Also I wouldn’t call Paleo low carb or give it a specific number like below 150 grams. Carbs should be eaten as needed. An elite athlete or someone that works a labour intensive job should eat more carbs than a sedentary person. The quality and timing of the carbs is the important part.


Stephen March 4, 2012 at 8:24 pm

I feel like compared to the standard American’s diet following a Paleo approach is definitely low carb. Although I guess the term “low carb” is actually relative based on what you mentioned above. If you are an elite athlete low carb is not the same as for someone who typifies the general population. I would also suspect that an elite athlete would probably know this and would balance her meal plan accordingly.

Having a labor intensive job also does not really allow for the ingestion of more simple carbs. Just ask all the farm workers I treat who are appearing in droves with diabetes. But again like you said, this is probably not specific to a number like 150. Since many drink 1-3 soda’s a day and 8-12 tortillas after a bowl of cereal in the morning, any cuts will have drastic effects.

I have not really done much research milk. Besides breast milk which I think we can all agree is good. I actually thought it was “outlawed” on the Paleo diet until listening to yesterdays webinar with Dr. Cate who was talking about goat milk.

I know my Grandma drank 2% like it was going out of style and she had a bowl of cornflakes every morning. She passed away at a very healthy 95. But this is also the same Grandma that gave us Port wine when we had the sniffles.

Kids drink a ton of milk… and it is served daily in most cafeterias. Do you give your son milk?

Should we start making changes to this? I would be interested to hear your take.

Either way, we need to devise simple “rules” that can give people some guidance. Help them to establish healthy habits, based on routines that provide real rewards. That is if the goal is for a healthier longer and more satisfying life… I think Paleo as a principle is headed in a good direction led by some pretty smart people.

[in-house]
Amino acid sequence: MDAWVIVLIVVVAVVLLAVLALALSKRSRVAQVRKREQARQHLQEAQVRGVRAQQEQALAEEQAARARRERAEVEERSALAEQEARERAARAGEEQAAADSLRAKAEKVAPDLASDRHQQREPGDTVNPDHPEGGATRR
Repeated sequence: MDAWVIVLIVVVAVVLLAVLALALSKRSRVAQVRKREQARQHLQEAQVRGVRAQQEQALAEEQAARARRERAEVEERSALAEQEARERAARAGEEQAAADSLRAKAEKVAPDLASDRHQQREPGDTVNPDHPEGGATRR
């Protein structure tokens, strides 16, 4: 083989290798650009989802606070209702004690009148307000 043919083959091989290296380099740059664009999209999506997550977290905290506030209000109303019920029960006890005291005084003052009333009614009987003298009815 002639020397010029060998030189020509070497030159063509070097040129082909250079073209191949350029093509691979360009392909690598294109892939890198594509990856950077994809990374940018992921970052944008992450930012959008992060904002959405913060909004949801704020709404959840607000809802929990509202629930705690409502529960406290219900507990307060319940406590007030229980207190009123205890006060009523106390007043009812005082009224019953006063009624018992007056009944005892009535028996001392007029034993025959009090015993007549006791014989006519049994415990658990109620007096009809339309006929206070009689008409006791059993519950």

Justin March 5, 2012 at 12:14 pm

Yeah I give my son milk. Probably not for very much longer though as I think he has a casein sensitivity which shows up as eczema. I only give him raw or organic whole milk, and I make the WAPF formula with it, see I don’t follow it exactly, making liquid whey is a pain in the a$$ and acerola powder is had to find, and I haven’t ordered it online yet, but I will.
Dairy is not Paleo per say, but dairy is usually allowed, if tolerated, in the ‘primal’ ideology. Robb generally says this as well, he says he is more primal than paleo too LOL.

To me the Paleo concept is more about eating whole and minimally processed foods, and not worrying about macronutrient ratios. You can eat yams and sweet potatoes in excess like the kitavans and be on a high carb paleo diet.

In order to fix issues like hyperinsulinemia then a low carb and low GI approach would make sense. Macronutrient ratios should be specific to each persons situation and goals.


Andrew March 14, 2012 at 4:29 am
This diet looks good, pretty simple, balanced, realistic variation of Paleo. By Kurt Harris MD. What do you think?


Justin March 14, 2012 at 9:34 am

I would say that is standard paleo. Most people state paleo is flexible depending on each persons situation, if they are sick or not, if the are active or not etc. Nutrition is not one size fits all.


Stephen March 14, 2012 at 9:52 am

I agree Andrew,

This sounds like a good way to live.

I like the very first statement:
1. Get plenty of sleep and deal with any non- food addictions.
If you’re drinking a 12-pack a day, or chain-smoking, diet may help but is hardly your first priority.

I have so many patients (and friends) who become obsessed with cutting carbs, exercising 5x per week, but often continue many of the unhealthy habits that would negate many of the benefits they realize from lifestyle changes.

But what I find is this is a process. It is like placing your body through a strainer… or multiple strainers. Each lifestyle change leaves a little of the bad behind and more of the good comes out on the other end.

I do like this rule set a lot though… Thanks for sharing!